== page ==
tcs.TrySetResult(null);
    }, waitForStop);

    // Await the Task. This will block until ApplicationStopping is triggered,
    // and TrySetResult(null) is called
    await waitForStop.Task;

    // We're shutting down, so call StopAsync on IHost
    await host.StopAsync();
}

This extension method explains how the application is able to "pause" in a running state, with everything running in background tasks. Lets look in more depth at the IHost.StartAsync() method call at the top of the previous diagram.

The startup process in Host.StartAsync()

In the previous diagram we were looking at the HostingAbstractionsHostExtensions extension methods which operate on the interface IHost. If we want to know what typically happens when we call IHost.StartAsync() then we need to look at a concrete implementation. The diagram below shows the StartAsync() method for the generic Host implementation that is used in practice. Again, we'll walk through the interesting parts below.

Sequence diagram for Host.StartAsync()

As you can see from the diagram above, there's a lot more moving parts here! The call to Host.StartAsync() starts by calling WaitForStartAsync() on the IHostLifetime instance I described earlier in this post. The behaviour at this point depends on which IHostLifetime you're using, but I'm going to assume we're using the ConsoleLifetime for this post, (the default for ASP.NET Core apps).

The SystemdLifetime behaves very similarly to the ConsoleLifetime, with a couple of extra features. The WindowsServiceLifetime is quite different, and derives from System.ServiceProcess.ServiceBase.

The ConsoleLifetime.WaitForStartAsync() method (shown below) does one important thing: it adds event listeners for SIGTERM requests and for Ctrl+C in the console. It is these events that are fired when application shutdown is requested. So it's the IHostLifetime that is typically responsible for controlling when the application shuts down.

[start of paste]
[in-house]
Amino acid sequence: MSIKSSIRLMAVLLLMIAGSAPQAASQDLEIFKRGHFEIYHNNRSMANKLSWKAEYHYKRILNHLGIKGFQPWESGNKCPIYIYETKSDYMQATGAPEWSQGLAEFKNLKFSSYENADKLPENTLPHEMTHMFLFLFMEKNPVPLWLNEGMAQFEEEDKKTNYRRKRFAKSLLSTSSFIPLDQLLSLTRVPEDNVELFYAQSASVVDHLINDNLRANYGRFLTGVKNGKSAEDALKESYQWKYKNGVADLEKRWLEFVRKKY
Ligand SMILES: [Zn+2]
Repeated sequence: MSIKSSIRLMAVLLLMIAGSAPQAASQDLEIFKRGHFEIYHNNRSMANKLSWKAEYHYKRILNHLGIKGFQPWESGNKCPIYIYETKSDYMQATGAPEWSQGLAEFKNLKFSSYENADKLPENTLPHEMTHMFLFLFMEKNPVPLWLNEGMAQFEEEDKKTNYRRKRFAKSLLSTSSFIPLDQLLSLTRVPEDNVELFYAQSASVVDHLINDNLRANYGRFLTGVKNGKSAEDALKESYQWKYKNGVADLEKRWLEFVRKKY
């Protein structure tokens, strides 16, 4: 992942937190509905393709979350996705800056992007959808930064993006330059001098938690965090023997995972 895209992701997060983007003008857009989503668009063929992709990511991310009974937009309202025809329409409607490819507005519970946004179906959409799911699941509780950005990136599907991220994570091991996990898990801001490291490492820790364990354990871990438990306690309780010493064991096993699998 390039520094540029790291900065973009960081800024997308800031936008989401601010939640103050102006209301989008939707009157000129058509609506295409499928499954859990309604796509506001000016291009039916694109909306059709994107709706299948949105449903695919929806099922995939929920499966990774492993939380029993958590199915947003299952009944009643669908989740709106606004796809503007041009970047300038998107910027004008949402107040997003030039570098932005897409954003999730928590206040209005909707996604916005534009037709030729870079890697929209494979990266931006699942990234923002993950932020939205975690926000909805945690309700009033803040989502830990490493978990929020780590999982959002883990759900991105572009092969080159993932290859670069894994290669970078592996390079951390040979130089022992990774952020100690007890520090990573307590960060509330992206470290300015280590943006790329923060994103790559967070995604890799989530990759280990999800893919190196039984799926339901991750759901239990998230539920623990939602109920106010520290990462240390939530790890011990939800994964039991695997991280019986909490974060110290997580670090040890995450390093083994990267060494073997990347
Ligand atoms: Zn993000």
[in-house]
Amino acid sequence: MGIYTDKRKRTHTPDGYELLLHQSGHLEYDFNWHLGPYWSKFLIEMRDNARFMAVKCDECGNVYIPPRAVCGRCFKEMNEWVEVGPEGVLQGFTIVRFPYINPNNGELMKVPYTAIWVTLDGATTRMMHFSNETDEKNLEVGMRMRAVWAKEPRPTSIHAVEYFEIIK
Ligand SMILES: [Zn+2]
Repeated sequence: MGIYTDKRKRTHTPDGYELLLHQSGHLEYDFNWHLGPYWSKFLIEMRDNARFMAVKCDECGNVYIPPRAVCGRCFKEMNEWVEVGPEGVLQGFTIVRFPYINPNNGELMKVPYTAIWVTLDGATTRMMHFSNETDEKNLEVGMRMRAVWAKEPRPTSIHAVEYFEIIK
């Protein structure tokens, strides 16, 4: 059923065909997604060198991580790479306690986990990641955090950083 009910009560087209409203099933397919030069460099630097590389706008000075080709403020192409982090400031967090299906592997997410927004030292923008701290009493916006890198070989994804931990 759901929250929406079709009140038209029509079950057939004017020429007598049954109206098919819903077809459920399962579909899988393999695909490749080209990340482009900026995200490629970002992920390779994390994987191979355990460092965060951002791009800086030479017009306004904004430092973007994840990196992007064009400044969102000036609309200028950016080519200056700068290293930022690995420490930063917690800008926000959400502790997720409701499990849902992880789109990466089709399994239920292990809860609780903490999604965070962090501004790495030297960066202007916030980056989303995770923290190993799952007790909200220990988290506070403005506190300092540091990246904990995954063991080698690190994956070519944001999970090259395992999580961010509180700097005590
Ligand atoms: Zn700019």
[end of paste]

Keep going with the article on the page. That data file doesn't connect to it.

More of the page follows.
public Task WaitForStartAsync(CancellationToken cancellationToken)
{
    // ... logging removed for brevity

    // Attach event handlers for SIGTERM and Ctrl+C
    AppDomain.CurrentDomain.ProcessExit += OnProcessExit;
    Console.CancelKeyPress += OnCancelKeyPress;

    // Console applications start immediately.
    return Task.CompletedTask;
}

As shown in the code above, this method completes immediately and returns control to Host.StartAsync(). At this point, the Host loads all the IHostedService instances and calls StartAsync() on each of them. This includes the GenericWebHostService that starts the Kestrel web server (which is started last, hence my previous post on async startup tasks).

Once all the IHostedServices have been started, Host.StartAsync() calls IHostApplicationLifetime.NotifyStarted() to trigger any registered callbacks (typically just logging) and exits.